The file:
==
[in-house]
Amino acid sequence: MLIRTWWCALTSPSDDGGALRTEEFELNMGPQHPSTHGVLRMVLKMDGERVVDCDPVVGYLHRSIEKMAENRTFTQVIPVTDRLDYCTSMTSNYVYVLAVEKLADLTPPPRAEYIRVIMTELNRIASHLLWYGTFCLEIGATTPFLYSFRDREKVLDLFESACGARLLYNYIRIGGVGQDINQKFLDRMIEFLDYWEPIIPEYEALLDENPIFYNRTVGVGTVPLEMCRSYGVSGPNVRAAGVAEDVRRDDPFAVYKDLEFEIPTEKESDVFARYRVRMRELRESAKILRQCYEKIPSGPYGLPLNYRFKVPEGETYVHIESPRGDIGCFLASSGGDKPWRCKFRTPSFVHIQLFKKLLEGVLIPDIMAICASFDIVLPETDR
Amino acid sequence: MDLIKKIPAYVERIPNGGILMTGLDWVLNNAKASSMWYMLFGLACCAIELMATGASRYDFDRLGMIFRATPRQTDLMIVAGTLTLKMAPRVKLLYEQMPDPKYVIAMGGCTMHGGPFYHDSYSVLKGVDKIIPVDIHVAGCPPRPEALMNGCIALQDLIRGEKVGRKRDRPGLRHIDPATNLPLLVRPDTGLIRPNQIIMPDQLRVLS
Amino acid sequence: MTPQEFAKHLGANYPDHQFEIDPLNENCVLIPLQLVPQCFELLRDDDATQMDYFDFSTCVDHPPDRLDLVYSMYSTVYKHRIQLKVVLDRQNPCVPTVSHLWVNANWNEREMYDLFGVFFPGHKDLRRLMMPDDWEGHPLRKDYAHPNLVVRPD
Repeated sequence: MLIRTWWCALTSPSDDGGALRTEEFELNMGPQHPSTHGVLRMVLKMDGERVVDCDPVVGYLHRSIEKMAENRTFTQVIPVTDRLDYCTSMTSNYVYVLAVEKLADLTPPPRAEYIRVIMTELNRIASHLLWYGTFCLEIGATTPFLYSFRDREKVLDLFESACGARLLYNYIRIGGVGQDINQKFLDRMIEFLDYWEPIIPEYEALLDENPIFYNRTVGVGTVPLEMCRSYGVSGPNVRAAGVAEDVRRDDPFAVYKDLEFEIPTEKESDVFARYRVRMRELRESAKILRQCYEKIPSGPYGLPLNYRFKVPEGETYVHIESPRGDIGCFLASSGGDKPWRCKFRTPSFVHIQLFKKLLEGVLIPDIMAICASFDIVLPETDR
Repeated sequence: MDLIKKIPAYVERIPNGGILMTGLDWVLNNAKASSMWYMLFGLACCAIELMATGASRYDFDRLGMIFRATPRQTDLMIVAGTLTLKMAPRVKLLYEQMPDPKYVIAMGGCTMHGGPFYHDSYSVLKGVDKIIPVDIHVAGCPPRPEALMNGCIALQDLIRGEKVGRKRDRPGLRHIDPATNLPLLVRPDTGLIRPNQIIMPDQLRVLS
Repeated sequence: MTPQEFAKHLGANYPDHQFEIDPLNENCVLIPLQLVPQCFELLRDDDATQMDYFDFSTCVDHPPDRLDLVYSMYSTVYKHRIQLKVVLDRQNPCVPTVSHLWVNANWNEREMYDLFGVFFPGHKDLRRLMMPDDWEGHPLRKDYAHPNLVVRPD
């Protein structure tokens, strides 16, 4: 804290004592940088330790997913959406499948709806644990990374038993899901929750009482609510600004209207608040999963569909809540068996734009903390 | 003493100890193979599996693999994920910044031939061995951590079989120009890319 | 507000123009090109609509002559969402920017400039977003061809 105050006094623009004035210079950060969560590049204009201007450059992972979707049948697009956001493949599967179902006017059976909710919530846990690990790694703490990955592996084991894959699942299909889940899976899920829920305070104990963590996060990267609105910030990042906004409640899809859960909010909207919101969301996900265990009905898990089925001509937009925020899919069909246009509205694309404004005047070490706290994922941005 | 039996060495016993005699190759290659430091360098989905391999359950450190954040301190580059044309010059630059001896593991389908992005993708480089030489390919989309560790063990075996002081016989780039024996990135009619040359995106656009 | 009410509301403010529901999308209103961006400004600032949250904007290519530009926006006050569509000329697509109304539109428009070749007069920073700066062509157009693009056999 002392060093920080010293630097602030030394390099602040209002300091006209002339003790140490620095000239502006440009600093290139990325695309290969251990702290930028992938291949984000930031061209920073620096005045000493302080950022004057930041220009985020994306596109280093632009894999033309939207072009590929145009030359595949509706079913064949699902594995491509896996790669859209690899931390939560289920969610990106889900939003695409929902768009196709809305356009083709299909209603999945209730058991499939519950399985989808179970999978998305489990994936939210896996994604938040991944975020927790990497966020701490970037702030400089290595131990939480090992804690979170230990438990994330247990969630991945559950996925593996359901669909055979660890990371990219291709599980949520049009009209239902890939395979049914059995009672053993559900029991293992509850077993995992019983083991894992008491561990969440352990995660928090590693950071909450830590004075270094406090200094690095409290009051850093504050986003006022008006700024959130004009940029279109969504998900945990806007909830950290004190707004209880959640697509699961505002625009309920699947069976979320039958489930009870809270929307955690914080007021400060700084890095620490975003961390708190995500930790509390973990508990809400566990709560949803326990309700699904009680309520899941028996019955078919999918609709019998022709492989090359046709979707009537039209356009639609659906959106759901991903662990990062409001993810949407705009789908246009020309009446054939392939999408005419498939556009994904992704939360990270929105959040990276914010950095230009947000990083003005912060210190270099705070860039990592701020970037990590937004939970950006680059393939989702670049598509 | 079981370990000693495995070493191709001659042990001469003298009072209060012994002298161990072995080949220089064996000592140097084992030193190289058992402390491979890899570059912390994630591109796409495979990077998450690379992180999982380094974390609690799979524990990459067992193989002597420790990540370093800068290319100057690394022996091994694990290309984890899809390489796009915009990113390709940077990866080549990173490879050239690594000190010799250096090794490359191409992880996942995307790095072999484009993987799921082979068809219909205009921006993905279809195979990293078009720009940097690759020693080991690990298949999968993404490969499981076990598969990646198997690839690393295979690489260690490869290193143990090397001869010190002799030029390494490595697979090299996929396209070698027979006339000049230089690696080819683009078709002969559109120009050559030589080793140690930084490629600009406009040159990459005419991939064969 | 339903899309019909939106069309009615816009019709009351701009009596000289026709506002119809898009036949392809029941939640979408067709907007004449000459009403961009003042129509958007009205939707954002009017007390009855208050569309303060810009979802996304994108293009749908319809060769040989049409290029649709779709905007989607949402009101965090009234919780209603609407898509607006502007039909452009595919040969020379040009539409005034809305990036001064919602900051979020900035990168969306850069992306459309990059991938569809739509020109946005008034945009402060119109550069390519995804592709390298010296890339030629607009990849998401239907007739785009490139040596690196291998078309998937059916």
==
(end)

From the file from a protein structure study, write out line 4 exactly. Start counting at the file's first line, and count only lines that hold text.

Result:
Amino acid sequence: MTPQEFAKHLGANYPDHQFEIDPLNENCVLIPLQLVPQCFELLRDDDATQMDYFDFSTCVDHPPDRLDLVYSMYSTVYKHRIQLKVVLDRQNPCVPTVSHLWVNANWNEREMYDLFGVFFPGHKDLRRLMMPDDWEGHPLRKDYAHPNLVVRPD